Holy basil can be difficult to find in some parts of the United States. Check with your local Asian market. They are more readily available in the summer months. Read more about Basil and other herbs used in Thai cooking in this blog post.
Cilantro, also known as coriander, is a popular herb in Thai cuisine. It is used in many dishes like salads, soups, and sauces. In addition, coriander roots are used to make curry pastes, marinate meat, and enhance the flavor of soups. While coriander roots are less commonly used in the US, cilantro stems can be a good substitute in certain recipes.
Garlic and shallots
Garlic and shallot are two essential ingredients in Thai cooking. They add incredible flavor and aroma to dishes, enhancing the overall taste. Combining garlic and shallot brings a delicious depth to traditional Thai recipes, whether fragrant curry, stir-fry, or spicy soup.
Fresh Limes for lime juice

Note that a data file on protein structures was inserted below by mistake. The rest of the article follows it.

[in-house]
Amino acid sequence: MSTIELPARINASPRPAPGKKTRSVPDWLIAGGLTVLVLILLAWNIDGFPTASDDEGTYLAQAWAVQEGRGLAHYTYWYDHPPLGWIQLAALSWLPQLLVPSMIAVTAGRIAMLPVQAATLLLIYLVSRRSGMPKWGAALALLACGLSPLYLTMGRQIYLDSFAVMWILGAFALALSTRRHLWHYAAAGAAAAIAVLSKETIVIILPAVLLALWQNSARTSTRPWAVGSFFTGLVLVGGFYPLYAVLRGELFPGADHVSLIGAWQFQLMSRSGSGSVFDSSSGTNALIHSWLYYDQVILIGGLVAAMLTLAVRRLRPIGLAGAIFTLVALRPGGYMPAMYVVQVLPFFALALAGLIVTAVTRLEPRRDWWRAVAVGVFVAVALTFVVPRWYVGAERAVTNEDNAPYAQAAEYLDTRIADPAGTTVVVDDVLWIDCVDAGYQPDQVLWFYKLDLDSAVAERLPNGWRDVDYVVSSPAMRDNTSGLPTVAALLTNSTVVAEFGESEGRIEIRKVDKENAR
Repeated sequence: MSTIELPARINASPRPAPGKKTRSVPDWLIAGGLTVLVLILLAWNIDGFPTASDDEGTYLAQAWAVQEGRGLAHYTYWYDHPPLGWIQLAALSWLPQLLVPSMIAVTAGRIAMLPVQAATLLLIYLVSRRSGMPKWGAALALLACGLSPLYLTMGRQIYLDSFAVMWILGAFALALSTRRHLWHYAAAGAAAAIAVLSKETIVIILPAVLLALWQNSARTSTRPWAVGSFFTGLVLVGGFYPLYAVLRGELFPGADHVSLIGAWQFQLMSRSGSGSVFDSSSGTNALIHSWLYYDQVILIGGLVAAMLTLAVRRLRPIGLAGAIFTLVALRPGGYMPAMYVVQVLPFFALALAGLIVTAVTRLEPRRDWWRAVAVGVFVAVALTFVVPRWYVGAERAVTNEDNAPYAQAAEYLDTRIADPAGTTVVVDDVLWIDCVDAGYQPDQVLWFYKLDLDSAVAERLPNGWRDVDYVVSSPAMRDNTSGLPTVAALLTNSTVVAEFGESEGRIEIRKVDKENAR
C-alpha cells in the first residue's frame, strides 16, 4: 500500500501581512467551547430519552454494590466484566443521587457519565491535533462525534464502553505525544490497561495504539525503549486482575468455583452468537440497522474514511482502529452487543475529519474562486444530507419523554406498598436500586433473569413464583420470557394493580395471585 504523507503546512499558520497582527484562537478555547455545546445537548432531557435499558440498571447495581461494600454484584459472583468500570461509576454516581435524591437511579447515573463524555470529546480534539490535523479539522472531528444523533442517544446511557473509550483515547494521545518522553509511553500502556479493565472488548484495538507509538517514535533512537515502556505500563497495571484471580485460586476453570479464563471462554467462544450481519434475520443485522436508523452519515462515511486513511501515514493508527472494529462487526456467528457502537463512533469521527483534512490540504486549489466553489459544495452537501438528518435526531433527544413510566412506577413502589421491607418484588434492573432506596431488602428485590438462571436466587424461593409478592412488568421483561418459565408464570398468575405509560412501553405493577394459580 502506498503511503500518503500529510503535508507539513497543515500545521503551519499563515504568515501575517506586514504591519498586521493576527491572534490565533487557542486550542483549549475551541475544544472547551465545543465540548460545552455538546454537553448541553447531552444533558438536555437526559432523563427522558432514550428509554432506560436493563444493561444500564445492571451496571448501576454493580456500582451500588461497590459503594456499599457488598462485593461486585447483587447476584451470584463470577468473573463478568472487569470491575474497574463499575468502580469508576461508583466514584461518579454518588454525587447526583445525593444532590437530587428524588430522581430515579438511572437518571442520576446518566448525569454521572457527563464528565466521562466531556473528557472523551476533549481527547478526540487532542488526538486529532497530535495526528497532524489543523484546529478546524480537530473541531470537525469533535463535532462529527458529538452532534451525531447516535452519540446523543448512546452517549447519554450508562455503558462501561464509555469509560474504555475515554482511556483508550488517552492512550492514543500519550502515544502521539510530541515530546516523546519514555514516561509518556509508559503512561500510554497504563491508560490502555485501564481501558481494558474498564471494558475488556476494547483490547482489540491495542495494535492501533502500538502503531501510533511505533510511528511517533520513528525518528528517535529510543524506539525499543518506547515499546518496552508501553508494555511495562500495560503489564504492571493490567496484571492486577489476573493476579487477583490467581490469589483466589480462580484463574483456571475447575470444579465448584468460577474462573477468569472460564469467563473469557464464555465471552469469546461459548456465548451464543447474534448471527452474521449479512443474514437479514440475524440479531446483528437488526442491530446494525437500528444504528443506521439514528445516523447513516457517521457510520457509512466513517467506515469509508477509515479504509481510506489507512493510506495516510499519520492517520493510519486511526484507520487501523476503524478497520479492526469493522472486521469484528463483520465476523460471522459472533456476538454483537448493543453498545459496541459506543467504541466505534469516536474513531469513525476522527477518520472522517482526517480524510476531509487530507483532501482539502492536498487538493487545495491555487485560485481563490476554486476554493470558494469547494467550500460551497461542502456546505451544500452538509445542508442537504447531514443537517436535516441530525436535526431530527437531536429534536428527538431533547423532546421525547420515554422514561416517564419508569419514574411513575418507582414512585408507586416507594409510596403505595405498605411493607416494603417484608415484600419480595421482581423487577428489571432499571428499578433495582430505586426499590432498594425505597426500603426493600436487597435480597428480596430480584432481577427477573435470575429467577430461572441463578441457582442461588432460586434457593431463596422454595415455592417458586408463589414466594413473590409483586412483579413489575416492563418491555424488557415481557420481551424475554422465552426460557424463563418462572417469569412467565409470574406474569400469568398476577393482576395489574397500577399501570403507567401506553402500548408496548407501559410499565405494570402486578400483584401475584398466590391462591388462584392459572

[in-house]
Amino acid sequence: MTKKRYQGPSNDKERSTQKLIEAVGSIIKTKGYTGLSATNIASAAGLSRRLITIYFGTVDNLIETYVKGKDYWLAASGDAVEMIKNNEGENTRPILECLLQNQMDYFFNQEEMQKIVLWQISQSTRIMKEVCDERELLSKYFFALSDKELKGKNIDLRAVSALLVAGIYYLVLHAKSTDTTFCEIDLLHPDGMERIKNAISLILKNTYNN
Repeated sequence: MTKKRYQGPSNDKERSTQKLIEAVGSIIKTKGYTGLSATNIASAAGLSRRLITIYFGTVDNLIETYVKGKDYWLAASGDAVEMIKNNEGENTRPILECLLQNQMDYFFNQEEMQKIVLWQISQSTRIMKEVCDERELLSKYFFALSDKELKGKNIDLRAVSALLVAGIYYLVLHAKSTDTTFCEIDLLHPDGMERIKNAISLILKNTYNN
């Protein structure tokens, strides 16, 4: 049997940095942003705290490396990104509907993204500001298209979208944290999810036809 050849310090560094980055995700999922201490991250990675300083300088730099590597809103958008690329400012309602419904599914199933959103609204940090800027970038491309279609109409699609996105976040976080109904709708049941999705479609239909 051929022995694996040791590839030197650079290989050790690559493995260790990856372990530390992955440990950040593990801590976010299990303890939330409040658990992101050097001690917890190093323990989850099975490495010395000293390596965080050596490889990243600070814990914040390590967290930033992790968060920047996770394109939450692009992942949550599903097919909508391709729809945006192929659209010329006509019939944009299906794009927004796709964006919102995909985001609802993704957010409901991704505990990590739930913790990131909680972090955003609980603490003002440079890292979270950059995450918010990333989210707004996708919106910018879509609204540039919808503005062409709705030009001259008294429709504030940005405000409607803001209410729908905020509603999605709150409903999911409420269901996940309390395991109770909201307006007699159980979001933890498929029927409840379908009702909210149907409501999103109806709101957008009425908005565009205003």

Fresh lime juice is used extensively in Thai cooking. They are one of the essential ingredients for making salads, sauces, and condiments and adding flavor to dishes like fried rice, grilled meat, and soups.
Rice vinegar is a good substitute for lime juice or tamarind when those two are not available. They are great for adding stir-fries, marinating sauce, or sauces for a sour taste.
Toasted Rice Powder, Khao Khua
To make toasted rice powder, roast it until golden brown. It's best to make it fresh for recipes, as the aroma and flavor aren't as strong if you make it ahead of time. The smell of toasted rice is nice and can make your home smell good too. Make your own Khao Khua using this easy recipe.
Rice flours are an essential ingredient used in Thai cooking. They are made by grinding rice into a fine powder, resulting in versatile and gluten-free flour. In Thai cuisine, rice flour is commonly used to make various dishes such as noodles, dumplings, and Thai desserts. They provide a light and delicate texture, adding a subtle sweetness to the dishes.
Rice flour can also be a thickening agent in soups and sauces. Whether crispy Thai pancakes or savory dumplings, rice flours are crucial in creating authentic Thai cuisine and textures.